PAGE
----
Teen with Cerebral Palsy Launches “Unrealistic” Hot Sauce Business

Some entrepreneurs start their ventures to make a living. But others get into business to prove something to themselves and inspire others.

Drew Davis is an example of the latter. The Saint Louis-area teen, who has cerebral palsy, originally started his company, Crippling Hot Sauce, as a school project. But when he received a “B” grade and was told that his business was “unrealistic,” he was motivated to make his vision into a real venture.

Davis saved up about $3,000 in seed money from Christmases and birthdays over the years. He started by launching his products in stores throughout the area before launching his own online store.

He said in a recent interview with The National Desk, “And so, I just decided to do it. And like 24 months later, we have sold more than 178,000 bottles and have donated thousands of dollars to cerebral palsy research as a part of our mission to show that no matter your situation, anything is possible.”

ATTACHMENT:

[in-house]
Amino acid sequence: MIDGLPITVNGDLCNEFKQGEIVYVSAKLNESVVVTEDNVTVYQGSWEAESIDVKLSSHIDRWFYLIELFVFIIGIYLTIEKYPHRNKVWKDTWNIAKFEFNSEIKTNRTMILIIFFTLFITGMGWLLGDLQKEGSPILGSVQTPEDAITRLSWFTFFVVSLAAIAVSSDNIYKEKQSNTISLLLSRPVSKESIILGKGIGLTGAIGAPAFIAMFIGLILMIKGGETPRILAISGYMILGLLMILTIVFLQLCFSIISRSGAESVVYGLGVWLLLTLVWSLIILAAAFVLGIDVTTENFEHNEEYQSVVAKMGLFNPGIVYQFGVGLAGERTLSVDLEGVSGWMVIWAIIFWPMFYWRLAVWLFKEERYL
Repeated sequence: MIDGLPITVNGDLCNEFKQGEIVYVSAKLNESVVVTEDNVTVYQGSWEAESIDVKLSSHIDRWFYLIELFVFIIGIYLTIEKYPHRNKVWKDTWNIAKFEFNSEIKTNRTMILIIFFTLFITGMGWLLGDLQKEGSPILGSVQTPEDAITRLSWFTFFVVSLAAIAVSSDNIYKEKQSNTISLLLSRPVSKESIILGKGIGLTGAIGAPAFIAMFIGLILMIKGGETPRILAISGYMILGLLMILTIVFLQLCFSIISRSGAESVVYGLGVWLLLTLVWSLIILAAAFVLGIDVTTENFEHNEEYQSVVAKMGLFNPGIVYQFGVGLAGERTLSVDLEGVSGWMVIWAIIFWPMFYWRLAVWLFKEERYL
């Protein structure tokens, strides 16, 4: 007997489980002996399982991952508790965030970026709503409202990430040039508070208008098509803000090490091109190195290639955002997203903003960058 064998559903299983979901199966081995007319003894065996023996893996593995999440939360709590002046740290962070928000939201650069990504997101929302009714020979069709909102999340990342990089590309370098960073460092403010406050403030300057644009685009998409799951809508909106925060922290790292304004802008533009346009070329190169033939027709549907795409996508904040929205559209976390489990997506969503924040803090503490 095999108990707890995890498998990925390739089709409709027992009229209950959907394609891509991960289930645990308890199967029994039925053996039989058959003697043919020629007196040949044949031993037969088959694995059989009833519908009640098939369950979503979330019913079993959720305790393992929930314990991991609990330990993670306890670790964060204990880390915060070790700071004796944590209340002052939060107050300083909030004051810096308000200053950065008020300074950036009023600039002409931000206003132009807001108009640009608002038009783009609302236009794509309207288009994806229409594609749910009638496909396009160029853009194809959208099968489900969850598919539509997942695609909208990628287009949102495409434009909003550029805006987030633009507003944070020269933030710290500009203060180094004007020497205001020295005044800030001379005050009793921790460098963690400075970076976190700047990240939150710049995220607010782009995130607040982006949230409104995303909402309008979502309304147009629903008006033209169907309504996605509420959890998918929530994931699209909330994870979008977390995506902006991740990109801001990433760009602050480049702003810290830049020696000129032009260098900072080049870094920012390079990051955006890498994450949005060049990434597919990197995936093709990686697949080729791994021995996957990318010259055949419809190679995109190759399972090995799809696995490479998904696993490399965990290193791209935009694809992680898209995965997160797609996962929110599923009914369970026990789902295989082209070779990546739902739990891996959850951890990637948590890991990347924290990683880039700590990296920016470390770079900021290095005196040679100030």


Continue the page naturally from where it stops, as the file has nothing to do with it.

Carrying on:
In addition to inspiring others to go after their dreams, Davis ensures that the company supports important causes financially as well. Crippling Hot Sauce donates 5 percent of proceeds from every sale to CP research.

Davis’s personal story is also prominently featured on the company’s website and marketing materials. For example, the website reads, “It’s not the hot sauce that put me in the wheelchair. It’s the cerebral palsy.” The company’s logo features a hot pepper in a wheelchair.

This is Davis’s way of adding some fun and humor to the brand while also calling attention to part of what makes the company stand out – his own story.

Every entrepreneur has their own background and challenges. Davis’s successful company shows that you don’t have to shy away from these differences; you can actually use them to make your company something special and inspire others in the process.

Image: thecripplingcompany.com

This article, “Teen with Cerebral Palsy Launches “Unrealistic” Hot Sauce Business” was first published on Small Business Trends

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